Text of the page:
As Shabbat arrives this evening our nation will have entered a new era. No matter where one sits on the political and social spectrum I do believe today is a day when we see the strength of our nation. The peaceful transfer of power is one of the hallmarks of our great nation and is worthy of appreciation and respect. And while I hope the spirit of national unity extends beyond today, at least for today we have been able to see those with vastly differing perspectives standing together and celebrating our country’s democracy. We will see that democracy in action tomorrow as well, as hundreds of thousands of Americans make their voices heard as they call for respect for all people regardless of race, religion, gender, sexual orientation and socio-economic standing.
Etched on the cornerstone of our middle building are words from the prophet Isaiah: “My house shall be called a house of prayer for all people.” These are not mere words for us but reflect the diversity that has, historically, been a cornerstone of our synagogue community and will continue to serve as one of our guiding principals. At a time of such division in our nation, it is more important than ever that we remember that our synagogue’s strength comes, in part, from an embracing of diversity – diversity of observance, diversity of perspective, diversity of political affiliation.
Now, perhaps more than at any time I can recall, it is important that we, as a community, continue to model this for the larger community AND, when necessary, act on it as citizens of this great nation.
I was struck last night and today by the continued reference to making our nation great. And I started thinking about what “greatness” looks like from a Jewish perspective. One perspective comes from Rabbi Jonathan Sacks, the former Chief Rabbi of Great Britain. Rabbi Sacks puts it quite succinctly, writing, “Greatness is humility… Hence the Torah’s insistence on humility, not as a mere nicety [of leadership], a good thing to have, but as essential to the role.” Quoting Maimonides, he writes,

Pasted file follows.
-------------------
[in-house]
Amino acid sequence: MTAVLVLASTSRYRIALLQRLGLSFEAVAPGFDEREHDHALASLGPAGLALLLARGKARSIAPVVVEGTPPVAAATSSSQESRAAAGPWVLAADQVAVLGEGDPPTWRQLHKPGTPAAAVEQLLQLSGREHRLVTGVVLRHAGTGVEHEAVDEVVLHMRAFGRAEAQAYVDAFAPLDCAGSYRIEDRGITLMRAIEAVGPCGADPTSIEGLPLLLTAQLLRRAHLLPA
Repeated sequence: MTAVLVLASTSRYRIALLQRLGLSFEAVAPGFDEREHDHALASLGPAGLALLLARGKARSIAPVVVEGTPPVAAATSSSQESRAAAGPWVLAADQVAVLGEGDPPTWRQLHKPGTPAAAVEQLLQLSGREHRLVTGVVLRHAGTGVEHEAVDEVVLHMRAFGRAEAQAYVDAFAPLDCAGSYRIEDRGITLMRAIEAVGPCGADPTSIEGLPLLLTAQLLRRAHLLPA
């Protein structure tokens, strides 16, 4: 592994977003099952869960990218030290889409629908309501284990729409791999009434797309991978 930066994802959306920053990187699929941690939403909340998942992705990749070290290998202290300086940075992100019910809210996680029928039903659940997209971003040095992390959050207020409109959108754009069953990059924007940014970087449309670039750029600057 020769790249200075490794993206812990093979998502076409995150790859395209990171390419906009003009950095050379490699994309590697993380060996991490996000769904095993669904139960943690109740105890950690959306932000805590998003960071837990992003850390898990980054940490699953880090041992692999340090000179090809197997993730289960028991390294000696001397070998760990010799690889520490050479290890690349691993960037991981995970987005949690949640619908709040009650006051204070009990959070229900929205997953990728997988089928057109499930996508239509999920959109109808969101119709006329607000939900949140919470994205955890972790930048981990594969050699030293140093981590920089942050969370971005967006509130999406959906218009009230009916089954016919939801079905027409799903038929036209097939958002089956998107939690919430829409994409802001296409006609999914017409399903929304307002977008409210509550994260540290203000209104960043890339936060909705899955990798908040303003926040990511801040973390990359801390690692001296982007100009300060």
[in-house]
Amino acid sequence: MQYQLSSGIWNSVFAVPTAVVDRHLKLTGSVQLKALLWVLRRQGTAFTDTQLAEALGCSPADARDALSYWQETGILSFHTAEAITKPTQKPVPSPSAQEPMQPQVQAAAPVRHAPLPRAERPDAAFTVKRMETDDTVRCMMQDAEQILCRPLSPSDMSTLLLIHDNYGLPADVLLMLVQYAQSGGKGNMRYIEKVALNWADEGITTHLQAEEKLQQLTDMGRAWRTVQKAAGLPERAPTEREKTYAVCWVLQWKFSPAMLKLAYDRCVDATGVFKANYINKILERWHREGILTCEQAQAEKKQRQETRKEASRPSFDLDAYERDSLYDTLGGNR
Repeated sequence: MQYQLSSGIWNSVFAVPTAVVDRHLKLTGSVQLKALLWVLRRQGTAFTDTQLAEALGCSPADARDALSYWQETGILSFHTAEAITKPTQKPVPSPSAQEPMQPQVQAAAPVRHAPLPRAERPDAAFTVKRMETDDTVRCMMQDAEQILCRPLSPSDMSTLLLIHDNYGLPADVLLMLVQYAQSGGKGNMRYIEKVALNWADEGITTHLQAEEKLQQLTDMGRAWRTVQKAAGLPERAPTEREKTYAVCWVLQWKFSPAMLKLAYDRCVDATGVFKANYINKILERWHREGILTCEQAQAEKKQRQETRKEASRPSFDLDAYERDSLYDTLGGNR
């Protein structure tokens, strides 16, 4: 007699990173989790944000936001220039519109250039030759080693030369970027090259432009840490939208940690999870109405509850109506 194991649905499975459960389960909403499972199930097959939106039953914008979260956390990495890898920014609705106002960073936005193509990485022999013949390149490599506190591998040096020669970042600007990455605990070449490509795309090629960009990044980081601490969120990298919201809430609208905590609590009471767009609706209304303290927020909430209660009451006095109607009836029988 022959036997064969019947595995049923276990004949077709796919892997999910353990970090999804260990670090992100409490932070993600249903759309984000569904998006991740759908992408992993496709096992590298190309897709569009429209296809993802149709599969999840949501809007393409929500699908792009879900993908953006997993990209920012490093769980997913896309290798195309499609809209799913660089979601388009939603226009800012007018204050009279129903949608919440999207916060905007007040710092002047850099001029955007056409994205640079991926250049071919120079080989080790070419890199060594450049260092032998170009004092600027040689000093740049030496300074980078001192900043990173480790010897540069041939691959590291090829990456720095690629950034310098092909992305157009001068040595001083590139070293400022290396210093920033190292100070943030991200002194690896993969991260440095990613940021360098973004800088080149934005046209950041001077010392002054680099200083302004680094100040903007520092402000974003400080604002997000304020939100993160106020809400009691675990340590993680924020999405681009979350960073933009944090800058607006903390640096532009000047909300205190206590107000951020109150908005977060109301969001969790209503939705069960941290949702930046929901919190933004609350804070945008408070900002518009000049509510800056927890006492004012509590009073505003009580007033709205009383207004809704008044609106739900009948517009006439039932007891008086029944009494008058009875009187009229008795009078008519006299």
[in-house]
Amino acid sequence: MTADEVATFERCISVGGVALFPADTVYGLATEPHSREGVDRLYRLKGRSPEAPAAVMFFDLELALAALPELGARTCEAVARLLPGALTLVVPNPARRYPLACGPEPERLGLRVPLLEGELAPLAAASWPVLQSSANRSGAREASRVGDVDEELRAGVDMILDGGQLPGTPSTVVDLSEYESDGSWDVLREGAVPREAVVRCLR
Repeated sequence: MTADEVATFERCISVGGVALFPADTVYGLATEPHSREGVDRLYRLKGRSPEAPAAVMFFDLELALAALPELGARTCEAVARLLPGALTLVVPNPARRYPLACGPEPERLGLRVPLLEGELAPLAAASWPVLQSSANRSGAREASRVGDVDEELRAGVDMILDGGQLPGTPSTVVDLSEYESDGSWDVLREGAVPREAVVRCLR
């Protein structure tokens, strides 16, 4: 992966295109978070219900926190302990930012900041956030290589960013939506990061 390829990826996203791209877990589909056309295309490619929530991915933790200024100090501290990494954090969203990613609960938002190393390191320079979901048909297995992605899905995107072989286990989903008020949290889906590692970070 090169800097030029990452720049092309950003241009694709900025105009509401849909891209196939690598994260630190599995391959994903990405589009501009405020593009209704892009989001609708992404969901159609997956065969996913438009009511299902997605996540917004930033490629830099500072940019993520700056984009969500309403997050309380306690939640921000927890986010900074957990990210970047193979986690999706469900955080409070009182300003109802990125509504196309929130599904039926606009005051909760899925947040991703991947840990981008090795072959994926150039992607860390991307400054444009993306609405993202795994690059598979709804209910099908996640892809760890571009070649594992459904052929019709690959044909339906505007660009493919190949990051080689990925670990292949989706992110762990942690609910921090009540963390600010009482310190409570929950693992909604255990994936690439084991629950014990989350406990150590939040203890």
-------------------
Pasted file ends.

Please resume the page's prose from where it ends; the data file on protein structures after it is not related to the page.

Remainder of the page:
[A leader] should be gracious and merciful to the small and the great, involving himself in their good and welfare. He should protect the honor of even the humblest of men. When he speaks to the people as a community, he should speak gently, as it says, ‘Listen my brothers and my people…,’ and similarly, ‘If today you will be a servant to these people…’ He should always conduct himself with great humility.
As we enter into a new era of our national life it is important that we remember that greatness is as much about humility as it is strength, as much about equality as it is economic power, as much about inclusion as it is patriotism.
My colleague Rabbi Michael Knopf wrote a beautiful prayer for this Shabbat. In part it states,
You created the first man and woman in Your image, according to Your likeness, and made it so that all of us descended from a single parentage.
Through our origins You have taught us that we are all their children, and Yours. Not one of us can say, ‘My father was greater than your father,’ or ‘My mother was greater than your mother’ (Mishnah Sanhedrin 4:5). We are grateful to You, God, for creating humanity.
Help us remember that our diversity is a sign of Your greatness, for humanity has blossomed into extraordinary diversity even though we share a common origin.
Help us remember not to let our diversity obscure the basic truth that we all equally bear Your image.
Help us remember that we are all of us, regardless of the shade of our skin or the country of our origin, regardless of whether we were born in privilege or in bondage, regardless of the anatomy with which we were born or the language we speak, regardless of our gender identity or our sexual orientation, brothers and sisters.
Help us remember that, as brothers and sisters, Your love extends fully and equally to all, and no individual or group can lay claim to a disproportionate share of Your love.
Help us remember that, as brothers and sisters, our destinies are intertwined, and that we are all responsible for each other. We are all our brothers and sisters keepers.
To this, as this Shabbat approaches, I say, Amen v’Amen.
Rabbi Daniel Cohen